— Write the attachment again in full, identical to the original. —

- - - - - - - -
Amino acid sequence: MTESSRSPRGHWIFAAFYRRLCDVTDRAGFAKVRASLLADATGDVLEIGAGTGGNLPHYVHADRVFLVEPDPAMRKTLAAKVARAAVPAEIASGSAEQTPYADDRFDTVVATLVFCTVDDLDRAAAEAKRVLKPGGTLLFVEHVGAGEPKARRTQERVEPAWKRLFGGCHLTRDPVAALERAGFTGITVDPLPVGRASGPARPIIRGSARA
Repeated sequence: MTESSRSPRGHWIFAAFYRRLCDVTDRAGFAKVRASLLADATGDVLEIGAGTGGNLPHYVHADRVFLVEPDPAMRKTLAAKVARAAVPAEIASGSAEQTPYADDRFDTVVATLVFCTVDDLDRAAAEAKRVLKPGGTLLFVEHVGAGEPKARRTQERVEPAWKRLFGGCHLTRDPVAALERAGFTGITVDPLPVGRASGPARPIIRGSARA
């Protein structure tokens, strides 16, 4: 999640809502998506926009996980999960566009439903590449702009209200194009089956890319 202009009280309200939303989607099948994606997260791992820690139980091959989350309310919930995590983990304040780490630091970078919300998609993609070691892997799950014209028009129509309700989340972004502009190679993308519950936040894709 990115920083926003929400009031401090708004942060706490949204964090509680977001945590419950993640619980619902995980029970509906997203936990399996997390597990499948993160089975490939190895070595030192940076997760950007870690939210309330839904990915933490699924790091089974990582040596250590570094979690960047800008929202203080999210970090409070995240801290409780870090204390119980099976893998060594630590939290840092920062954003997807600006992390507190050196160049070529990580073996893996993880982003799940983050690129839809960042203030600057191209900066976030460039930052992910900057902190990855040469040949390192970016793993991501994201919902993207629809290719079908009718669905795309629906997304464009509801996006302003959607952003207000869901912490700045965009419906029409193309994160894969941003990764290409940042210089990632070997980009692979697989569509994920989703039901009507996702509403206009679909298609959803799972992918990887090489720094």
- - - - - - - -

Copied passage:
Amino acid sequence: MTESSRSPRGHWIFAAFYRRLCDVTDRAGFAKVRASLLADATGDVLEIGAGTGGNLPHYVHADRVFLVEPDPAMRKTLAAKVARAAVPAEIASGSAEQTPYADDRFDTVVATLVFCTVDDLDRAAAEAKRVLKPGGTLLFVEHVGAGEPKARRTQERVEPAWKRLFGGCHLTRDPVAALERAGFTGITVDPLPVGRASGPARPIIRGSARA
Repeated sequence: MTESSRSPRGHWIFAAFYRRLCDVTDRAGFAKVRASLLADATGDVLEIGAGTGGNLPHYVHADRVFLVEPDPAMRKTLAAKVARAAVPAEIASGSAEQTPYADDRFDTVVATLVFCTVDDLDRAAAEAKRVLKPGGTLLFVEHVGAGEPKARRTQERVEPAWKRLFGGCHLTRDPVAALERAGFTGITVDPLPVGRASGPARPIIRGSARA
């Protein structure tokens, strides 16, 4: 999640809502998506926009996980999960566009439903590449702009209200194009089956890319 202009009280309200939303989607099948994606997260791992820690139980091959989350309310919930995590983990304040780490630091970078919300998609993609070691892997799950014209028009129509309700989340972004502009190679993308519950936040894709 990115920083926003929400009031401090708004942060706490949204964090509680977001945590419950993640619980619902995980029970509906997203936990399996997390597990499948993160089975490939190895070595030192940076997760950007870690939210309330839904990915933490699924790091089974990582040596250590570094979690960047800008929202203080999210970090409070995240801290409780870090204390119980099976893998060594630590939290840092920062954003997807600006992390507190050196160049070529990580073996893996993880982003799940983050690129839809960042203030600057191209900066976030460039930052992910900057902190990855040469040949390192970016793993991501994201919902993207629809290719079908009718669905795309629906997304464009509801996006302003959607952003207000869901912490700045965009419906029409193309994160894969941003990764290409940042210089990632070997980009692979697989569509994920989703039901009507996702509403206009679909298609959803799972992918990887090489720094």